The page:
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Two American Professors Win Nobel Prize In Economics

AILSA CHANG, HOST:

When you hear the word auction, you might think of a cattle barn or an art gallery. But auctions are now used to selling everything from Internet search ads to carbon pollution credits. Two Stanford professors were awarded the Nobel Prize in economics today for research on designing better auctions. NPR's Scott Horsley reports.

SCOTT HORSLEY, BYLINE: Economist Robert Wilson was born in Geneva, Neb., and he came by his interest in auctions early on.

ROBERT WILSON: When I was a boy, I would go to the cattle auction on - every Saturday morning, sit up in the bleachers and watch the cows be paraded in.

(SOUNDBITE OF ARCHIVED RECORDING)

UNIDENTIFIED AUCTIONEER: Forty-nine, 49, 49, 49. Sold - 148 1/2.

HORSLEY: Buying or selling one steer at a time is not exactly the stuff of Nobel Prizes. But at Stanford, Wilson and his protege Paul Milgrom turned their attention to more complicated auctions for things like wireless telephone licenses, where the value might depend on a company's ability to assemble a nationwide network. The two put theory into practice in the 1990s, when they helped the FCC design auctions that raised more than a hundred billion dollars for the government.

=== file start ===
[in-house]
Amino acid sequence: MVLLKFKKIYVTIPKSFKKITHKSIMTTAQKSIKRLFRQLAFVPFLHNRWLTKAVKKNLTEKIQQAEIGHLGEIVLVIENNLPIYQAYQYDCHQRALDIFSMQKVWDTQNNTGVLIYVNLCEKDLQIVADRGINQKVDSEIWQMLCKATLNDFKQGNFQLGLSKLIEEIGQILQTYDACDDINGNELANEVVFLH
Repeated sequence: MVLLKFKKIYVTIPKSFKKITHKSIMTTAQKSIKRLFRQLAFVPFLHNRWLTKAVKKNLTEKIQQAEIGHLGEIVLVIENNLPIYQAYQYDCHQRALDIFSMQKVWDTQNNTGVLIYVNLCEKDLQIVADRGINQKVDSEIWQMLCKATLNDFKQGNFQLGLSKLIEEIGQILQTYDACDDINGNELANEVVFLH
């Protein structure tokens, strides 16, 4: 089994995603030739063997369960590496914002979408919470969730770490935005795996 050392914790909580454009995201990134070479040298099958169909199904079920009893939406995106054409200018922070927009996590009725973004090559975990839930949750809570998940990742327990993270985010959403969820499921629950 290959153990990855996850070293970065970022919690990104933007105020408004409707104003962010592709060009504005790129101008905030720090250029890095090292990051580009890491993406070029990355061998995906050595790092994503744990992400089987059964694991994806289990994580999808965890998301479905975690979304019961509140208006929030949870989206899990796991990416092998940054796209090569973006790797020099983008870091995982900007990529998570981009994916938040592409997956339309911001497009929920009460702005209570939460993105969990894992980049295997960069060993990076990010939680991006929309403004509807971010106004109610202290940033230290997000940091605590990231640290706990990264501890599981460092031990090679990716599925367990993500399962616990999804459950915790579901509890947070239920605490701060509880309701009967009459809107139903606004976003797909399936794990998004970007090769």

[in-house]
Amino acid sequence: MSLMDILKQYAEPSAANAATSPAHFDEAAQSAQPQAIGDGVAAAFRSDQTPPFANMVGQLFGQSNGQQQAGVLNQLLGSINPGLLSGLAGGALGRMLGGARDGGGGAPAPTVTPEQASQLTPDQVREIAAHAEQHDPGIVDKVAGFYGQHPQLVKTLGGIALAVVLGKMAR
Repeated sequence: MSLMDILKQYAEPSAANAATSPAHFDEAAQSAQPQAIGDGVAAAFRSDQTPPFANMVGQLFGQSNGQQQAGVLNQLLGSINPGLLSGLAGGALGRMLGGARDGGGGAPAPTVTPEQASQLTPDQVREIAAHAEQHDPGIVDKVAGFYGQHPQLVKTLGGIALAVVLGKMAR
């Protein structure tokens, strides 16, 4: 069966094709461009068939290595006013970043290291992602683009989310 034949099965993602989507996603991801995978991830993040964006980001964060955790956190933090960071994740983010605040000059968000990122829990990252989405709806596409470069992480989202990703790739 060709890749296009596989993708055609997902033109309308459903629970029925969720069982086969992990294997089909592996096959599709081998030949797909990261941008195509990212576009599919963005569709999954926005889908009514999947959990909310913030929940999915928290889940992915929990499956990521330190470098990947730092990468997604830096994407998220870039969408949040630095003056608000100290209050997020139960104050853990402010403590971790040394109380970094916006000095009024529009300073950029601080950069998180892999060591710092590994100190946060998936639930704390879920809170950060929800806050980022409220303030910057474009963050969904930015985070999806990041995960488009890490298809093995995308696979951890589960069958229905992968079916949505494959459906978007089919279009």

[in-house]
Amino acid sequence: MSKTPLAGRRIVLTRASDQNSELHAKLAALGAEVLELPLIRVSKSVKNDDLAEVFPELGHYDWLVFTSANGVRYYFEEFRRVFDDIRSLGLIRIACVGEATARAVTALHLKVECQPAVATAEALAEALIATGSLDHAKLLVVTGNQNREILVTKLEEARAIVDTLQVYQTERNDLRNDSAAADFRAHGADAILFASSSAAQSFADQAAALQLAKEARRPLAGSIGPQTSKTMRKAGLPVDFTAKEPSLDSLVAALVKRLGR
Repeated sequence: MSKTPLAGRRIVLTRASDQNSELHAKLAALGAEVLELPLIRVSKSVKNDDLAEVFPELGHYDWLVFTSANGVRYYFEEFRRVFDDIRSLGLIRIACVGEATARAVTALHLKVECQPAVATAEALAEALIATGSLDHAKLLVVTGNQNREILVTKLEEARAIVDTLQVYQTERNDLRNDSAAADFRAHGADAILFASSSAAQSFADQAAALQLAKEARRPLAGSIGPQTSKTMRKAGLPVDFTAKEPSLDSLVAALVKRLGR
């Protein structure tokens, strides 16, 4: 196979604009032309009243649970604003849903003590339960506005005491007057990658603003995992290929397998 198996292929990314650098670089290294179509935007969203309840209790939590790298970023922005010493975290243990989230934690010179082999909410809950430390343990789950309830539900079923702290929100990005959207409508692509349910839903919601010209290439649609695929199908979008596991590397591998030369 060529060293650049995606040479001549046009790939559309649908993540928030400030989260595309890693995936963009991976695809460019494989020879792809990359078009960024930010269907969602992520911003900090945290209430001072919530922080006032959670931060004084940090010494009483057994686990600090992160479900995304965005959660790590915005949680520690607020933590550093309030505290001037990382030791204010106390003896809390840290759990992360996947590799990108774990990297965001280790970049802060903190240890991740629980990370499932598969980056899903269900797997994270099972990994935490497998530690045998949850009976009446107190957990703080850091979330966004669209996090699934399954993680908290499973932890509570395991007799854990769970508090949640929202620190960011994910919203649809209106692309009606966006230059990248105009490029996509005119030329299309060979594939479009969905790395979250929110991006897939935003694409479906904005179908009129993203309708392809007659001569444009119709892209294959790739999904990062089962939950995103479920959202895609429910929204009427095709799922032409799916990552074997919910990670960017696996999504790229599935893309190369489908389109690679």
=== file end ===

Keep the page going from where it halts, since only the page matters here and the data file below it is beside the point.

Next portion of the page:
Their work has also helped to design auctions for electricity and fishing permits, and they're thinking of ways it could be used to distribute medical supplies. Milgrom says markets don't automatically function the way you'd like them to, so it's important to have good rules.

PAUL MILGROM: All of us remember early in the pandemic the terrible disorganization we had in allocating, for example, respirators where the states were competing against each other and simply bidding up the prices. In times of crisis, we don't just want prices going through the roof. We need well-thought-out systems.

HORSLEY: Wilson and Milgrom are neighbors as well as colleagues. So after he got the congratulatory call from Sweden very early this morning, Wilson walked across the street to give Milgrom the good news. When he rang the doorbell, it automatically lit up Milgrom's cellphone, perhaps using some of the very spectrum the pair helped to auction off. Scott Horsley, NPR News, Washington. Transcript provided by NPR, Copyright NPR.